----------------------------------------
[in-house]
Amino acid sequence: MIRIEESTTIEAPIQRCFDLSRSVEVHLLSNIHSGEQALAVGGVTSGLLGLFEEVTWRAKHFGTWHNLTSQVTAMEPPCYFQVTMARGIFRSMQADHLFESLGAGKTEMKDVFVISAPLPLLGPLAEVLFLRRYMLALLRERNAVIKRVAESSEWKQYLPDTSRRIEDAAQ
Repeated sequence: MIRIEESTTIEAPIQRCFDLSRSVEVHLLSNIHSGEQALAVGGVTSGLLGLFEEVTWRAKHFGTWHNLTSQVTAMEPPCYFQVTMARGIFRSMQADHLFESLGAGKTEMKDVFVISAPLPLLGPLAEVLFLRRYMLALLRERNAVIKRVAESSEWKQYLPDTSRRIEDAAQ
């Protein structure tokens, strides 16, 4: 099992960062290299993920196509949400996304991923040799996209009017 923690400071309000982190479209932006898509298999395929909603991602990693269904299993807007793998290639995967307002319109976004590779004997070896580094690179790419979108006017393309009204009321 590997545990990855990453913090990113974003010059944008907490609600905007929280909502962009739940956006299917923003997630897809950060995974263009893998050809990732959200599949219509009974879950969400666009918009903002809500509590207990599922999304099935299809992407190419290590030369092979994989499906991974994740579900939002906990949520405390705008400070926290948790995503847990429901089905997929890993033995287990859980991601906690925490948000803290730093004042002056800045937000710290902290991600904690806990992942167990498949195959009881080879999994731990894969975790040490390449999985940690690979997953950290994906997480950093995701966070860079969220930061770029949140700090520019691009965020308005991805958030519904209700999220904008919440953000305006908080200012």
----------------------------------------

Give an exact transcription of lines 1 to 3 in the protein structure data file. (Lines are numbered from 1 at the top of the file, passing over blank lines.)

[in-house]
Amino acid sequence: MIRIEESTTIEAPIQRCFDLSRSVEVHLLSNIHSGEQALAVGGVTSGLLGLFEEVTWRAKHFGTWHNLTSQVTAMEPPCYFQVTMARGIFRSMQADHLFESLGAGKTEMKDVFVISAPLPLLGPLAEVLFLRRYMLALLRERNAVIKRVAESSEWKQYLPDTSRRIEDAAQ
Repeated sequence: MIRIEESTTIEAPIQRCFDLSRSVEVHLLSNIHSGEQALAVGGVTSGLLGLFEEVTWRAKHFGTWHNLTSQVTAMEPPCYFQVTMARGIFRSMQADHLFESLGAGKTEMKDVFVISAPLPLLGPLAEVLFLRRYMLALLRERNAVIKRVAESSEWKQYLPDTSRRIEDAAQ